Whether conducted by an industrial farming outfit or a small, independent farmer, agriculture is all about yield. Per-acre production makes or break the year, and taken at the macro level it impacts global markets and can lead to humanitarian crises. And while agriculture already happens at the field-by-field level, David Dorhout wants to make agriculture even more precise. Think: plant-by-plant farming, optimized on a seed-by-seed basis.
Who can manage such a precise, immense workload? Why, the diminutive hexapod robot named Prospero, of course.
Dorhout currently works in the biotech industry, but his side project and passion for the last few years has been robotics. Built as the test platform for a larger robotic farming system, Prospero is just one of what will eventually become a swarm of planting, tending, and harvesting robots running game theory and swarm behavior algorithms to help optimize every inch of arable space in a given field. Dorhout has launched his own company, Dorhout R&D, to pursue this vision, and he's hoping that as the larger robot revolution unfolds that farmers will once again be at the forefront of technological revolution.
"Looking back at history agriculture seems kind of quaint," Dorhout says. "But I realized growing up around a farm in Iowa that rather than being one of the last industries to adopt technology, agriculture is one of the earliest adopters."
Dorhout points to technologies that we now take for granted--things like the diesel engine, modern statistics, genetic engineering--that trace their origins back to a common impetus: the need to reliably grow more and better food. The ongoing robotics revolution is leaving its mark on agriculture already, as self-driving, GPS-equipped tractors now till land autonomously and other existing farm machinery becomes increasingly computerized and automated. A single human farmer can now maintain well more than 1,000 acres of farmland each year, using bigger and better farm equipment to increase productivity.
But to Dorhout, the simultaneous computerization and intensification of existing farm technologies doesn't make much sense. If you trace the development of agricultural technology along its entire arc, there's always been a focus on increasing the individual farmer's output: bigger tractors mean one human can cover more ground in less time, and huge irrigation apparatuses mean a single farmer can keep huge amounts of plants watered. But the future, Dorhout says, means moving in the exact opposite direction: smaller, smarter, and hands-free.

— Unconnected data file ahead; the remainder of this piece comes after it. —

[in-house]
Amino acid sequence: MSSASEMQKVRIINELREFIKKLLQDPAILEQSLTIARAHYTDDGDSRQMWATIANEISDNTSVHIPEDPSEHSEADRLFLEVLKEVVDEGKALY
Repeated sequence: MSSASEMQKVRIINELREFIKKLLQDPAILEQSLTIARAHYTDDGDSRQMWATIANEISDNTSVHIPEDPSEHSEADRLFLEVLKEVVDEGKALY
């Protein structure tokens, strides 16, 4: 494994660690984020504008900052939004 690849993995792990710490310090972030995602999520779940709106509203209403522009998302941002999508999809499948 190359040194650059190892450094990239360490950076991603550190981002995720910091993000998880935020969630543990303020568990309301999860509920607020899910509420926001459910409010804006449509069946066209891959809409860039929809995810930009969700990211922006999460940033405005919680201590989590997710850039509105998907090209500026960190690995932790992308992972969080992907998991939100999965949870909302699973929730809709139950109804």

"What I'm proposing is that you take the piece of machinery and you essentially explode it, so instead of having one piece of machinery you have maybe hundreds--many small robots instead of one big one," Dorhout says. Previously, humans had to direct the machinery, so fewer (and bigger) machines meant fewer humans were needed to operate them. Now, the falling cost of microcomputers means intelligence can be spread across many machines that work both independently and together. Such technology could lead to a new farming paradigm where decisions are made on a plant-by-plant basis rather than acre-by-acre or field-by-field. Such a system could cut waste down to nearly nothing and push yields-per-acre through the roof. Prospero is Dorhout's first step toward this vision.
Prospero is a lone prototype planter robot designed to work with other identical robots in a swarm (Dorhout's formal education happens to center around insect biology and behavior). In order to create something that the average farmer could actually use and service, Dorhout wanted simplicity and low cost. He built Prospero from an off-the-shelf robotics platform called a Boe-Bot packing a Parallax microcontroller--basically a small robot brain that costs something like eight bucks, he says. He wrote an advanced walking program that allows Prospero to move in any direction without turning its body. A sensor array packed into its belly--LEDs, a photo resistor, etc.--and other augmentations like a seed-hopper and a fertilizer spraying apparatus round out its hardware.
The end result is a somewhat awkward but friendly-looking farmbot that can communicate with other robots around it via weak radio signals. It requires no GPS or complex computer vision algorithm--it sees only what is directly beneath it, taking the world in through this very small window. If it detects that there is no seed planted in the soil below (or in the immediate vicinity), it drills a hole down to the optimum depth, deposits a seed, sprays it with just the right preprogrammed amount of fertilizer and nutrients, covers the seed, and then marks the spot with a shot of "paint" that the other robots can detect should they walk over the same patch of soil.
Every robot in the swarm is doing this simultaneously. If a robot passes over an area where a seed is already planted, it keeps moving. If not, it plants. Should a single robot come across a large swath of earth where it detects few seeds have been planted, it can signal others to come help it. If it encounters an area that seems to be already heavily planted, it can tell nearby robots to move away from it. Each robot doesn't have to know the exact position of the others, which cuts down on a lot of the processing and data crunching that can make distributed robotics like this difficult. Yet the entire field gets planted, not necessarily in straight rows but with seed spacing optimized and a minimum of wasted space, fertilizer, and human effort.
"I love these swarm technologies because they are so simple but you can get such complex behaviors," Dorhout says. And because they don't rely on complicated technologies or expensive robotics components, they're something farmers of the very near future could actually use, and even enhance. "They'll adapt it, and that's important," he says. "They're the original hackers. They'll make it better."